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EDIT: This question was poorly thought out. My issue is actually with simply trying to display the text via shiny - not storing it. Somedays you just don't think clearly.

I have a python script that prints some results to stdin that I would like to read into a character vector in R. This generally works great using system(...,intern=TRUE), however in this case it does not work for me when escape characters are added on (the script returns HTML and adding escape characters can lead to malformed HTML). I can get around this by saving the output from python into a temporary file and reading that file into R, but I'd rather avoid that if there is an easy fix that I can't think of. Here is an example of what I mean:

> #f.py is a text file containing
>
> # #!/usr/bin/python
> # 
> # html = """
> #     <HTML>
> #             <p>some content</p>
> #             <p> some more content </p>
> #         </HTML>"""
> # 
> # print html
> 
> #the /t, among other escapes, break the html
> v1 <- paste(system("./f.py",intern=TRUE),collapse="")
> v1
[1] "\t\t<HTML>\t\t\t<p>some content</p>\t\t  \t<p> some more content </p>\t\t</HTML>"
> 
> #this is what I want... but it needs to be saved into an object
> system("./f.py")

        <HTML>
            <p>some content</p>
            <p> some more content </p>
        </HTML>
> #or equivalently
> cat(v1)
        <HTML>          <p>some content</p>         <p> some more content </p>      </HTML>
> 
> #I thought capture.output() would work, but the string still has the escaped characters
> v2 <- capture.output(cat(v1))
> v2
[1] "\t\t<HTML>\t\t\t<p>some content</p>\t\t  \t<p> some more content </p>\t\t</HTML>"
share|improve this question
    
Where is paste() imported from (or is it your own function?) –  Jason Sperske Jun 6 '13 at 20:28
    
paste is just base R (base::paste) - it's only to each line into a single character vector (without it you would get a vector of length 4 split by line breaks) –  David Jun 6 '13 at 20:30
    
I was reading this as a question about using R in Python not the other way around. My bad :) –  Jason Sperske Jun 6 '13 at 20:32
    
Ah, that makes sense. Please let me know if you think it's confusing to read and I will do my best to remove the ambiguity. –  David Jun 6 '13 at 20:33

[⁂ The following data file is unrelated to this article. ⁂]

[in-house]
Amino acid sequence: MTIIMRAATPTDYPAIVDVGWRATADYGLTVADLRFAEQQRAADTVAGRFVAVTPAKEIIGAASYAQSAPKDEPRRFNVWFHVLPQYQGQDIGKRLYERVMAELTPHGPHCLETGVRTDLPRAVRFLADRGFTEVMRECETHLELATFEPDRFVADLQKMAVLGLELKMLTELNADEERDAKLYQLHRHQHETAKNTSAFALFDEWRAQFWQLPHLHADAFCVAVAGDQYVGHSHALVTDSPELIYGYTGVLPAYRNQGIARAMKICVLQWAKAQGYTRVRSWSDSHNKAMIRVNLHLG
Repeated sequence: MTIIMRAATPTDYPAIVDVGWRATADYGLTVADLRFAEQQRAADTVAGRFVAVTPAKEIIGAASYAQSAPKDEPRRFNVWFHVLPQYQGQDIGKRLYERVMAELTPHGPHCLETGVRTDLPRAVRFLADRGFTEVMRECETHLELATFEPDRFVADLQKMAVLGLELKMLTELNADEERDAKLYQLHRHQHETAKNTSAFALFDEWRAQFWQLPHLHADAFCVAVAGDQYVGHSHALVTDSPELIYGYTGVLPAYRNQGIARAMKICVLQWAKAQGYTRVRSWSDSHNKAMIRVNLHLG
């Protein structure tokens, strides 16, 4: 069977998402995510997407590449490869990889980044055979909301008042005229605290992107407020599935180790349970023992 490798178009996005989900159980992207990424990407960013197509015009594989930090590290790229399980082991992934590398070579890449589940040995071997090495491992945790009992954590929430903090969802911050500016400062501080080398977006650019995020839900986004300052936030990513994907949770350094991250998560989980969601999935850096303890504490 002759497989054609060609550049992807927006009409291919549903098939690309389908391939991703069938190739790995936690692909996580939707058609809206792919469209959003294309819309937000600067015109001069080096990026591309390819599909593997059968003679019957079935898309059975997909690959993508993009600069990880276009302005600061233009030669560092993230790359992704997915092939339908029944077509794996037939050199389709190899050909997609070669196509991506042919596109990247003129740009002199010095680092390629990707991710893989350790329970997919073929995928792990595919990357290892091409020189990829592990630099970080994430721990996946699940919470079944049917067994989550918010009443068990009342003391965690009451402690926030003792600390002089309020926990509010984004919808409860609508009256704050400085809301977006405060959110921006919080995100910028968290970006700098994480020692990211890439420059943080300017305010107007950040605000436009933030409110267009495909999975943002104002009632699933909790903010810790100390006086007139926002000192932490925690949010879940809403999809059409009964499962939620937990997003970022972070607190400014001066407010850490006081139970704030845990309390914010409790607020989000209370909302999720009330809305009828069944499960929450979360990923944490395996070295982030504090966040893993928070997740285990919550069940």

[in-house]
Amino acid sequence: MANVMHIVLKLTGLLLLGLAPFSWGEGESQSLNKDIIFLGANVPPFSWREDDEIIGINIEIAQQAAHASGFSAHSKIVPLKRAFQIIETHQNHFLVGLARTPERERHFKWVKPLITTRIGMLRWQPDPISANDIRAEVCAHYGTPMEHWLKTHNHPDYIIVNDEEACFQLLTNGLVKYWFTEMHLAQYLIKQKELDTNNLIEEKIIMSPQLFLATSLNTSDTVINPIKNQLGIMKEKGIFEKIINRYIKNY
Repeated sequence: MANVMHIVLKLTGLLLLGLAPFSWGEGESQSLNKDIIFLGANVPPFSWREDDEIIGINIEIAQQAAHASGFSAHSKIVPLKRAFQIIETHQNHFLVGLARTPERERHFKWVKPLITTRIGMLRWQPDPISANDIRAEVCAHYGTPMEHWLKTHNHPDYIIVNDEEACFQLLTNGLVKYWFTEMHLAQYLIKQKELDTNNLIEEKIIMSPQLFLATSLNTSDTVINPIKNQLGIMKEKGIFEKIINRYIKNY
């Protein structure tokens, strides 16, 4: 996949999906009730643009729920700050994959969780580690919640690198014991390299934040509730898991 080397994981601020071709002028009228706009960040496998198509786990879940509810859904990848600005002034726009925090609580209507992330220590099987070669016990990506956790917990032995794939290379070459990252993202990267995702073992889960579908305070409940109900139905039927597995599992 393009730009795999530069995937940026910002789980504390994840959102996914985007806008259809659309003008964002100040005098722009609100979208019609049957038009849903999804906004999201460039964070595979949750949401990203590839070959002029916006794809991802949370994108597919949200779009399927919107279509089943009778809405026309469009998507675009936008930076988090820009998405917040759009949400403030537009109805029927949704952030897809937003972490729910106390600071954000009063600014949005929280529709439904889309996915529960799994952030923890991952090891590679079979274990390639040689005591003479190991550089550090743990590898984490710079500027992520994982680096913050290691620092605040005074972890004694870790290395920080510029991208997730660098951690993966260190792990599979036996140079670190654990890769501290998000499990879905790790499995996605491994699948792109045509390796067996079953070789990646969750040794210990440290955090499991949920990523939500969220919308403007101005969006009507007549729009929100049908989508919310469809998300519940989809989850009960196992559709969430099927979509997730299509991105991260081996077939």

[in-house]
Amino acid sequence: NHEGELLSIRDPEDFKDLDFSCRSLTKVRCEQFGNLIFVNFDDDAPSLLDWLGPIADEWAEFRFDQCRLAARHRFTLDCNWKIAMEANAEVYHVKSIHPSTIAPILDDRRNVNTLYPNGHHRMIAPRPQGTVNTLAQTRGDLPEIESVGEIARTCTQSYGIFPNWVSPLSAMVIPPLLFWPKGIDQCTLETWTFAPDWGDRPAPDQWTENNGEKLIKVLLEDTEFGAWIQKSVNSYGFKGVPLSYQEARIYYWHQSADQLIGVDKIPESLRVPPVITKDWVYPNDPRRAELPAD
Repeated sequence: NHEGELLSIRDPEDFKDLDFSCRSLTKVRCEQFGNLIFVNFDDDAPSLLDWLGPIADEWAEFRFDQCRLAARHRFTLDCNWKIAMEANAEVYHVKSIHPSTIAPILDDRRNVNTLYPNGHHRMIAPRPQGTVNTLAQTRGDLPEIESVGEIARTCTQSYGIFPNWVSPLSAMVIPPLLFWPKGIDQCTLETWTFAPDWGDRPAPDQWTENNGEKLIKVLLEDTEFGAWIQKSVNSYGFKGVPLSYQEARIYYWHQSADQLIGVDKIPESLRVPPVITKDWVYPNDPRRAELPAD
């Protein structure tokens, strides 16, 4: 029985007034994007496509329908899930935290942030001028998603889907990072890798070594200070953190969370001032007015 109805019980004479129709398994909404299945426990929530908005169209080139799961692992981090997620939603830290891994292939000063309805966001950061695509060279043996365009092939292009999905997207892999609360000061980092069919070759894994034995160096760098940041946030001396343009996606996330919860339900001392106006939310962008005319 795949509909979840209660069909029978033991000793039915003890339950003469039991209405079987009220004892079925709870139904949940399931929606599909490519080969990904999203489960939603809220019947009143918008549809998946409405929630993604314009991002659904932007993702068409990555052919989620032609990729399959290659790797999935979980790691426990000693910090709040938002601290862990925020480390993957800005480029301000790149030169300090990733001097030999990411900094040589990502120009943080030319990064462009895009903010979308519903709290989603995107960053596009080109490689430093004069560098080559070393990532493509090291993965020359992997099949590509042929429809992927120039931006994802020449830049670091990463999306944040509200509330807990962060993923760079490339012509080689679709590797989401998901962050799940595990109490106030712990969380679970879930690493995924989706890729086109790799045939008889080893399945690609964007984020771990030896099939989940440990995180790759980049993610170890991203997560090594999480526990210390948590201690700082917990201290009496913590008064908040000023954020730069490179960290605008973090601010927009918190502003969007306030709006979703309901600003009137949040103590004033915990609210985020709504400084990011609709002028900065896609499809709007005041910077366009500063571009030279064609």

The ambiguity was all on my side. There is a Python command called system() (from os import system would let you invoke it like that though commonly it is invoked like os.system()) that does the same thing (though with different arguments) and a module called paste though with no functionality like R's paste. Your first sentence is clear. I don't know R but could it be representing tab characters as \t and not actually populating the string with `\` and `t`? –  Jason Sperske Jun 6 '13 at 20:37
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1 Answer 1

up vote 1 down vote accepted

Your code is working fine, R is just printing your escaped characters as escapes. If you do

cat(paste(system("./f.py", intern=TRUE), collapse=""))

you should see your desired output.

share|improve this answer
    
Sorry I spoke too soon. That does not actually work for my purposes. I need to store a literal character string that reads what is printed when when cat() is applied to the result. –  David Jun 6 '13 at 21:49
    
You mean instead of "\t", you want to see " " (8 spaces), but without using cat? That's pretty weird. Can you provide more background? –  Hong Ooi Jun 7 '13 at 8:23
    
I edit the original post, but I was basically just having a dumb day. My issue clearly isn't with storing the data it's pumping it through a shiny interface to display correctly. I"ll just accept your answer since my question doesn't really make sense. –  David Jun 7 '13 at 14:16
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